I remember that there was a very specific way I knew when he was about to ask me a favor -- he would ask me what my schedule was for that morning or the next day. He NEVER asked me questions like that, and would only do so to figure out if I would be available to perform his favor or not. I remember that I always felt angry when he did this. I wanted him to be interested in my schedule and where I was going and what I was doing, but I felt that in general it only mattered to him if he wanted a favor.

I was absolutely obsessed with him and having his attention. It's embarrassing to truly be aware of how intense it was. I remember that even when we were together I was still longing for his attention. We'd be sitting on his bed watching TV and I DESPERATELY wanted him to turn the TV off to talk to me, cuddle with me, pay attention to me, interact with me.

And I didn't want him to do it because I asked him, I wanted for him to crave the contact as much as I did. I wanted for him to be INTERESTED in me, in spending time with me, etc.

When we'd be in situations with other people -- his daughter, his friends, etc. -- I would feel neglected if he didn't somehow give me a sign of his awareness of me (usually I wanted it in the form of touch, that he would try to hold my hand or be close to be even while talking with/engaging with others) or if he didn't try to include me in the conversation.

I feel especially yucky about the fact that there was a way I felt jealous of his daughter. I loved her dearly and loved spending time with her, and yet there was also a way that I felt resentful that he never tried to set aside specific times for him and I to be alone. I occasionally wanted to have a day or night here or there for just the two of us, and I felt very confused about his stance on that, because sometimes he simply wouldn't go pick up his daughter because he had to work too early in the morning or HE didn't feel like it, but if I requested that we have time alone then he would feel bad that we wouldn't be including his daughter.

A lot of it is still confusion for me, and there's a way that recounting it I still see that I felt very victimized by him and that feeling is still there. I felt so at his mercy in many ways -- at the mercy of his availability, his interest, etc.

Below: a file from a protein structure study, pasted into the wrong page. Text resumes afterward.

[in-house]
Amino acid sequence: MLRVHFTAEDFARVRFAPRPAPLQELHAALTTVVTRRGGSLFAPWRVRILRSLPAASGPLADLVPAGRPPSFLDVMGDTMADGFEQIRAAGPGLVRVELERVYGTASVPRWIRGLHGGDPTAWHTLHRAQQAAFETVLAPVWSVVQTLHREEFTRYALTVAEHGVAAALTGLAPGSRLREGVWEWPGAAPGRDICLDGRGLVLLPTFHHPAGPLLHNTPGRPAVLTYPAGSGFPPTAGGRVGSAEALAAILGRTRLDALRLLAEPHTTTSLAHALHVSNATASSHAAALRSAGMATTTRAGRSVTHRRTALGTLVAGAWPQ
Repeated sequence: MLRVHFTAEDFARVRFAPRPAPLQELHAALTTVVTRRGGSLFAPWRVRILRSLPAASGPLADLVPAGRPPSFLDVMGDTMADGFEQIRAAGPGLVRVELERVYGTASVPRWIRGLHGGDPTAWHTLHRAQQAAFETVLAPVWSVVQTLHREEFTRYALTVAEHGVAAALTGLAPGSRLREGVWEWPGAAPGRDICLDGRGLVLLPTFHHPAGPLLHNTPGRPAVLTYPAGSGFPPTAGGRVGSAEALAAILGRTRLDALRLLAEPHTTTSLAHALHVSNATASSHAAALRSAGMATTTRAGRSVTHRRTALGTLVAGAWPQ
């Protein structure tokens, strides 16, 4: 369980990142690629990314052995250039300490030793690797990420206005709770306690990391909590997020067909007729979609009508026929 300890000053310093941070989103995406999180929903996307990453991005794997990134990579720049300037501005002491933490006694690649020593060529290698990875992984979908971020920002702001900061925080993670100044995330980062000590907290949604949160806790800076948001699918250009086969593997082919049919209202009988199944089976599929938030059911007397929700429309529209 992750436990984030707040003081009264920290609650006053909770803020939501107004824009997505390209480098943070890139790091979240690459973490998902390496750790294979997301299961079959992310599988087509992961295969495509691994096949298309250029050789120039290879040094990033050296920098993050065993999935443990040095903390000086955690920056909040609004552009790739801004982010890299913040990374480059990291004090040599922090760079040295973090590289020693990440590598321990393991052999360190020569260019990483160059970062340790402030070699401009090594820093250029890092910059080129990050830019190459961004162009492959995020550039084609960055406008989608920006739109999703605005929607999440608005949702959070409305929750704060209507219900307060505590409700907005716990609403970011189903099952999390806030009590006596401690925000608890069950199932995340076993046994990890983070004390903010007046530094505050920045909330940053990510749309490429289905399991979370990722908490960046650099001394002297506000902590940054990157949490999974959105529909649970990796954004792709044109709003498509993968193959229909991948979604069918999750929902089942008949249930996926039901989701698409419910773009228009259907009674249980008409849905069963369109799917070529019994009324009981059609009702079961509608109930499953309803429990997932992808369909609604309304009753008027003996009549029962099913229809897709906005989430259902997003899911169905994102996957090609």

"While many assume that a codependent is someone who is dependent on, enmeshed with, and takes too much care of someone else, this condition is actually more properly called love addiction. Not all codependents make other people their Higher Power. [...] Making another person our Higher Power is, I believe, the heart of love addiction, an addictive process of its own."

I would say that's a very accurate description of what my last relationship was like.

On the roots in childhood: "One way such children may escape the pain of severe abandonment by the parents to fantasize about being rescued by a hero or some kind. [...] Such children come to believe that by connecting with such a hero, they, like Sleeping Beauty, will come alive and be safe and valuable at last."

This is something else that very much strikes me. I had to breathe deeply for awhile when I first read this. Those words feel like that really hit the chord of the longing that I've felt inside of me for most of my life.

Honestly, this just brings tears to my eyes and it feels so painful, how deeply I've wanted this, to be feel safe and valuable, and how long it's been lacking inside of me.

Well, I was going to get into how now I'm experiencing more the avoidance end of the spectrum, but that was a bit emotionally draining so perhaps another day.

Profile

radicallifechange: apple. (Default)
radicallifechange

May 2013

S M T W T F S
   1234
567891011
12131415161718
19 202122232425
262728293031 

Style Credit

Expand Cut Tags

No cut tags
Page generated Jul. 28th, 2017 10:54 am
Powered by Dreamwidth Studios